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learnedly read, too; in part, of intellectual rigor
|Posted Sunday, December 7, 2008
Ex-executive, with a very sick wife, may soon be subject to
the humiliation of homelessness
NEW YORK (CNN) -- Paul Nawrocki says he's beyond the point where he cares about
humiliation. Paul Nowracki, jobless since February, stands on New York corners
with a sign announcing his job search.
That's why he weekly takes a 90-minute train ride to New York, where he walks
the streets wearing a sandwich board that advertises his plight: The former
toy-industry executive needs a job.
|Wearing 'almost homeless' sign, ex-executive, Paul Nawrocki, seeks
"Almost homeless," reads the sign. "Looking for employment. Very experienced
operations and administration manager."
Wearing a suit and tie under the sign, Nawrocki -- who was in the toy industry
36 years before being laid off in February -- stands on Manhattan corners for
hours, hoping to pass resumes to interested passers-by.
When you're out of work and you face having nothing -- I mean, having no income
-- pride doesn't mean anything," Nawrocki said. "You need to find work. I have
to take care of my family."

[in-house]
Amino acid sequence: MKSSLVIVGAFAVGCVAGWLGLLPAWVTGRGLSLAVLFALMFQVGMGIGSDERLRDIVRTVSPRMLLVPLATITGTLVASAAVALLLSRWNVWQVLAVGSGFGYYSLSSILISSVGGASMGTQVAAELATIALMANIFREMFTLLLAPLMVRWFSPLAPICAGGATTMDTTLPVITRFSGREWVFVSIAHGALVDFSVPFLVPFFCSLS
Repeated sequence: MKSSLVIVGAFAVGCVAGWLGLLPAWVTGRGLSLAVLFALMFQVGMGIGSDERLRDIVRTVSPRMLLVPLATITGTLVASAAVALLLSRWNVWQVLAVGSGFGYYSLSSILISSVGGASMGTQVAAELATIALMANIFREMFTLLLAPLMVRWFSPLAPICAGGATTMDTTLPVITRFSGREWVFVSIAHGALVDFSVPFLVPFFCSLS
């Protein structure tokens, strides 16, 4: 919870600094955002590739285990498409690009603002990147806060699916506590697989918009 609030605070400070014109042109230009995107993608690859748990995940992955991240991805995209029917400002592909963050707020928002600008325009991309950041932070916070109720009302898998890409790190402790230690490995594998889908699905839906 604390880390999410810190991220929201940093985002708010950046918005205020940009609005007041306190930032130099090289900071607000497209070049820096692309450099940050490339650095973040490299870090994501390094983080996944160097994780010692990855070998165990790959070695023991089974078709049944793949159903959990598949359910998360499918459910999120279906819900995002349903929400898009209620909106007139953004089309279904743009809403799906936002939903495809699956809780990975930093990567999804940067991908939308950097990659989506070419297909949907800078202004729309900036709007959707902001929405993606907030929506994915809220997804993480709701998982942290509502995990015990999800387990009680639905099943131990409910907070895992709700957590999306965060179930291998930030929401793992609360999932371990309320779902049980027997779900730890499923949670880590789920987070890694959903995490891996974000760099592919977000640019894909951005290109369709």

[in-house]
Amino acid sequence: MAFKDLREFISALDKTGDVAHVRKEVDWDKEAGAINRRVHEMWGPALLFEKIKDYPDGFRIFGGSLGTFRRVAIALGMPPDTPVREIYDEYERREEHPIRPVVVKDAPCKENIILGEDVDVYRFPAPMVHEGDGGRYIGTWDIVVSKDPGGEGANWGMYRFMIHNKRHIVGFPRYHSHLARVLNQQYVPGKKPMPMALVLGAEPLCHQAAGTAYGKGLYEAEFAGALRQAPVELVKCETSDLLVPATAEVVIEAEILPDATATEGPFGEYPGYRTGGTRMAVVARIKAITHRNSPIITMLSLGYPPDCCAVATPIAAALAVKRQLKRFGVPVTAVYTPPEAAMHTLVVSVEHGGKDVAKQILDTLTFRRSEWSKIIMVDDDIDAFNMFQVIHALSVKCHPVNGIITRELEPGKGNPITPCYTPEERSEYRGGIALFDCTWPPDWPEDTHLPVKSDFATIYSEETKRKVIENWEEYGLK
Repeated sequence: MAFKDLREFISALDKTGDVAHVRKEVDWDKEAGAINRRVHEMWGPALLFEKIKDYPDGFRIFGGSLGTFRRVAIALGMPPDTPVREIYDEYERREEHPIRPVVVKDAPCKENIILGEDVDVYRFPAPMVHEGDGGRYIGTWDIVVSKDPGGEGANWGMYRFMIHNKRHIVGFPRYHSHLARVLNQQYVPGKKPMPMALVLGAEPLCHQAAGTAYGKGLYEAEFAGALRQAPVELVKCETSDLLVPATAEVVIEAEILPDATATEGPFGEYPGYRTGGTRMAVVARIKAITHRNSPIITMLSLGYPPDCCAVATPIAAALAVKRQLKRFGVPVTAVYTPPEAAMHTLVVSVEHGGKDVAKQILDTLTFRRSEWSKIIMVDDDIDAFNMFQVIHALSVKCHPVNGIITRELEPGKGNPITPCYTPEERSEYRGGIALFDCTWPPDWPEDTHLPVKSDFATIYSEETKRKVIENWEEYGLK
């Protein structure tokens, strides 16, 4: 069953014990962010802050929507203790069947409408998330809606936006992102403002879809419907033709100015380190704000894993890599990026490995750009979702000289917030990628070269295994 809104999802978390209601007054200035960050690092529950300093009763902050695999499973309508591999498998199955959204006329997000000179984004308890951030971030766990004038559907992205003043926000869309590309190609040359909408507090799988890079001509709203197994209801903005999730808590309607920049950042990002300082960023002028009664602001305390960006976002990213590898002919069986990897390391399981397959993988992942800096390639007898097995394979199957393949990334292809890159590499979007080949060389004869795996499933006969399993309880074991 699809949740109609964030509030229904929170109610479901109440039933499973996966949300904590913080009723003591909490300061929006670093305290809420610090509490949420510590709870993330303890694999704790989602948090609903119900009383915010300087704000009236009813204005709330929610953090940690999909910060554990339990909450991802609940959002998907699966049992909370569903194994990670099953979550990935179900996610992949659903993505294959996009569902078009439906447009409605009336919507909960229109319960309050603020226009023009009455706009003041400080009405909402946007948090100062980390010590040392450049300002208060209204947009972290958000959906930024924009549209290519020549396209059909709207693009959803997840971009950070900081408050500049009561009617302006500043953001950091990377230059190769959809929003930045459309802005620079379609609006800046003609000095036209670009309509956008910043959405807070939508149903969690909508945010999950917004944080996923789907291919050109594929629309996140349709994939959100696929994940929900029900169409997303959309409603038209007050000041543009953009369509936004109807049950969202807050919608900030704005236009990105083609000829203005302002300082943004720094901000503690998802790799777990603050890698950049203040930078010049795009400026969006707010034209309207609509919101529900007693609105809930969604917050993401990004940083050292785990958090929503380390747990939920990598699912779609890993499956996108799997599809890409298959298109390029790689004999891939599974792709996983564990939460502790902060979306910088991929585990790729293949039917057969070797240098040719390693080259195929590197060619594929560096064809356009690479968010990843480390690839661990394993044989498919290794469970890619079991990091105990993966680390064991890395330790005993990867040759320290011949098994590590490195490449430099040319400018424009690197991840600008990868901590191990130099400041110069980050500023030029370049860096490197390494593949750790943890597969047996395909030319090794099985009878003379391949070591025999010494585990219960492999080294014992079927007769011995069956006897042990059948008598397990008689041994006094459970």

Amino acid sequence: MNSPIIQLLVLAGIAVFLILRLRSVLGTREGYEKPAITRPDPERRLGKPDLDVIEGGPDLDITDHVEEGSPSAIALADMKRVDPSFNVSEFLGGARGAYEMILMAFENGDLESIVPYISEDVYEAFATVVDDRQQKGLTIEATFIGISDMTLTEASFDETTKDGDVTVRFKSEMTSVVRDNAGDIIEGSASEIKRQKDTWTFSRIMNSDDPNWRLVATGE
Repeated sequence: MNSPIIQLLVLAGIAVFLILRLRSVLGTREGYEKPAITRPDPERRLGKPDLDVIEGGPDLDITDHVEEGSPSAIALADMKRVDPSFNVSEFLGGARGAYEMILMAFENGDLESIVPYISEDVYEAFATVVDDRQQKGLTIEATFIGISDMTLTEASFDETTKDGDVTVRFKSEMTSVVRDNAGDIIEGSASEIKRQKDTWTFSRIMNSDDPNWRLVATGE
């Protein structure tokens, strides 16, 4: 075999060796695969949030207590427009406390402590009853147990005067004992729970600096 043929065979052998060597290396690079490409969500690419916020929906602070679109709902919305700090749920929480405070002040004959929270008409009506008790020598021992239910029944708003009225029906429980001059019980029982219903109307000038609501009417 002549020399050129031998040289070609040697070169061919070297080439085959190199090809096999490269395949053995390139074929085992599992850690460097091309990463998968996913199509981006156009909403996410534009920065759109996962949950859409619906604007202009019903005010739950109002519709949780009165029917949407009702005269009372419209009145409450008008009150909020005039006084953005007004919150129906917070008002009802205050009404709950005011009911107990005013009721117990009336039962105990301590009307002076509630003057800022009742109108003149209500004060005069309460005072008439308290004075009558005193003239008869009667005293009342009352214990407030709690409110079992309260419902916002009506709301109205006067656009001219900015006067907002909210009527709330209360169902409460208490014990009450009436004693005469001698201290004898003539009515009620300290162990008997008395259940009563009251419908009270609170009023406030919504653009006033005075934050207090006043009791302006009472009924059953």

People look but don't often stop. A woman in the jewelry business paused as
Nawrocki stood with his sign outside Grand Central Station recently.
"I feel sorry for him. I wish I could help him," she said. "I'll pray for him.
I'll give him a prayer card." Don't Miss CNN/Money: Job picture could get even
worse Commentary: Jobs going begging in some fields.
Nawrocki will take the prayers. His wife is partially disabled and on 15
medications, his daughter has student loans, and he's running out of money, he
He tried more traditional approaches at looking for work, but nothing came
through. His daughter eventually suggested handing out résumés on the street.
"We started talking, and she actually came up with the suggestion of putting on
the sign board. I thought, 'That's not a bad idea.' So, here I am," he said.
Watch Nawrocki explain why he's using the sign »
Getting the right person's attention is tough. Competing with him for the eyes
of passers-by are charity groups and homeless people seeking donations.
But there was one hopeful moment as CNN was interviewing him. A man identifying
himself as the head of a New York executive recruiting firm took one of
Nawrocki's résumés. The man, Steve Warren, was asked whether employers are
looking for people with Nawrocki's expertise.
"It's very difficult," Warren said. "The operations pieces are all exported to
overseas, and the problem that we face is, guys like Mr. Nawrocki have a problem
finding work here."
Warren was asked whether someone could find a job using Nawrocki's
"Well, I found his résumé here, so I'm going to try to find him [something]," he
Nawrocki has plenty of competition. The U.S. government said 533,000 jobs in the
country were lost in November, and more than 1.9 million jobs have been lost in
But he retains hope that he and his sign will attract the right opportunity.
"There has got to be a job out there, and hopefully there's one for me," he
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